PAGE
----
Interview with O’Reilly Strategic Content Director: Rachel Roumeliotis

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O'Reilly

O'Reilly Media is, without a doubt, the premier publisher of educational books in our industry.  When you see a tech book with an illustrated animal on the cover, it's a safe bet that book is the highest in content quality.  The same can be said about conferences:  O'Reilly Media hosts several of the key web tech conferences throughout the world like OSCON, Velocity, and Fluent Conference, and they're all top class.

Since the tech landscape changes so quickly, I wanted to talk to O'Reilly's Strategic Content Director and Chair of OSCON, Rachel Roumeliotis, about how she keeps content fresh and up to speed with O'Reilly's conferences!

1.  How do you balance providing great content and speakers for both a beginner in the audience as well as an expert-level developer?

Magic. No, but seriously it is difficult, a some art and science is used to consider the OSCON community. As you infer we have a wide audience with different job roles and experience so we want to have something for everyone, but we also want each type of audience member to have a rich experience, so what you'll find is content from intro level to advance with a large sweet spot of content in the middle that is accessible to a wide audience. And, even if you are an expert-level developer you aren't an expert in everything and that is one of the reasons we see people come to OSCON for the first time and return again and again.

2.  Technology moves so quickly these days.  How does O'Reilly stay ahead of the tech curve?

Woo, that is a difficult one as well. I guess if I was to really boil it down it is a combination of being immersed in different communities, listen to all sorts of folks from those communities, researching trends, and using our keen curatorial and publishing senses that we've built up over the years to turn all of that into content that helps our audience actually accomplish tasks today and get ready for what is coming up on the horizon.

3.  What challenges do you face when organizing conferences in different locations through out the world?  Are there content adjustments that need to be made based on location?

What I like to do with my fellow chairs is to make sure that we have a core idea around which we assemble that year's content that doesn't depend on location. Then, I tease that concept out when considering the location. For instance, we had an OSCON in London last fall so we had a bit of a highlight on performance for the financial crowd. For Austin, we have content on how to utilize open source from start-up to enterprise, Austin has a lot of start-ups as you may know, so we want to make sure that we cater to that audience, however, they have some long-time enterprise folks like Dell, IBM, and NVidia, as well as, satellite offices for Google and Apple.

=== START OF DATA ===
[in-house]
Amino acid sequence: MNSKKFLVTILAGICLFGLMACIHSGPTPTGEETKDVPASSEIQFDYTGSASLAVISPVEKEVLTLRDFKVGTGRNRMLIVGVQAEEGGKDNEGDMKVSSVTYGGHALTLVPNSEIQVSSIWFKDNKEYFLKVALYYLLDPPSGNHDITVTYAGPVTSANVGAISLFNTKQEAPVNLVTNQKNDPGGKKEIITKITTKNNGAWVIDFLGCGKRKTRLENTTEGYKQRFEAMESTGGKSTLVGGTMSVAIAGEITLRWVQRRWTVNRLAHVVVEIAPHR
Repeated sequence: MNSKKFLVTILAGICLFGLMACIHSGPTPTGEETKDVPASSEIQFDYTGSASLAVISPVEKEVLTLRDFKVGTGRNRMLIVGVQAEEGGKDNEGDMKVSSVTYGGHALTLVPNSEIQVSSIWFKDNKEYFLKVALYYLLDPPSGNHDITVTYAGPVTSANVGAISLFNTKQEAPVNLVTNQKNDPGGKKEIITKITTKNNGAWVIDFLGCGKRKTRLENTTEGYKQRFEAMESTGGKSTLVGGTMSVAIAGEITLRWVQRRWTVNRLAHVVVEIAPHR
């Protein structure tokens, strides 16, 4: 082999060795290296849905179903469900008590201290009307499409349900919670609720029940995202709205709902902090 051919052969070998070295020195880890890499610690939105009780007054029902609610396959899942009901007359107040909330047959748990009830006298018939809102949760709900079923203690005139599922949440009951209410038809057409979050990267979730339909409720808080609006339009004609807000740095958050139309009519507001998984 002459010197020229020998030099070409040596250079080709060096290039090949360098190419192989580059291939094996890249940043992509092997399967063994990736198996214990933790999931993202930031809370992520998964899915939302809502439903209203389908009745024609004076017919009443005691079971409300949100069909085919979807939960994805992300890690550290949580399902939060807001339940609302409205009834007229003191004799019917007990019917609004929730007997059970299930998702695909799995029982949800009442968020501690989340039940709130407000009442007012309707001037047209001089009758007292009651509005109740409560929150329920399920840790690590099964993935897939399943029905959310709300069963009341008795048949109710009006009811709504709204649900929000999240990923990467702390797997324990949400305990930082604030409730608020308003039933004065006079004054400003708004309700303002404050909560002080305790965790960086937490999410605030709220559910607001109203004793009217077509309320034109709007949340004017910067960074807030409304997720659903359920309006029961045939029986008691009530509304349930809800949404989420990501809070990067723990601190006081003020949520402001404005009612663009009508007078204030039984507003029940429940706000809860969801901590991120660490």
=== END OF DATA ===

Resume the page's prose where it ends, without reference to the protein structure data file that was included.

4.  Digital content continues to grow in the developer education space.  What is O'Reilly currently offering for those that prefer to learn at home?

We are offering a wide variety of live (in person and online) content as well as on demand content through conferences like OSCON, of course, and via our platform at safaribooksonline.com. People learn in a variety of ways, some thrive in a live environment which is why we have online events and in person events, I know that is how I learn, but others might not have the time or opportunity, or just want to go at their own pace so we have LOTS of content that is digestible whenever you need it. They key here is context, we don't just want a person at home or office having to wade through content, whether live or on demand we are working on presenting content to our audience in ways that will be helpful. One way we've done that is by creating learning paths that by their very existence suggest that it is a topic that you should take a look at and are created to deliver on a learning promise, you will know how to do something at the end of this journey.

5.  How have O'Reilly conferences grown and changed over the years?

I can highlight this in how OSCON has evolved over near 20 years. It started as a Perl conference because that is what was needed to nurture that community and grow an important tool for developers, then it became an open source conference sculpted around multiple open source languages that came along with the advent of the open source movement. Now, with open source saturating software development, it really has become a software development conference with a focus on the tools, techniques, and workflows shaping this industry. Our conferences grow with a community, I'd like to think sometimes we help lead the way, in other cases we provide a spot for innovators to come together with a larger community and we walk that path with them. We need to provide everyday value to our attendees that they can take back with them to use immediately whether that be to improve a current project or ideate a new one.

6.  When someone attends an O'Reilly conference, what can they expect to leave with? (i.e. knowledge, networking, etc.)

Hopefully, inspiration backed by new knowledge and questions. We want the excitement that people have during the conference to spill over into their work, we want to charge people up! And, we want to put that inspiration to work with actual knowledge that they have gained at our conferences. That knowledge certainly comes from our sessions and speakers but it also comes from mingling in the hallway track. Our conferences should be a recharge for your brain and heart!

A big thanks to Rachel for taking the time to let me pick her brain.  Attending conferences is one of the quick, fun, and more effective ways to learn, network, and join different communities.  If you ever look to attend an O'Reilly conference, stop by the blog where you can get a 20% discount with code PC20DWALSH!

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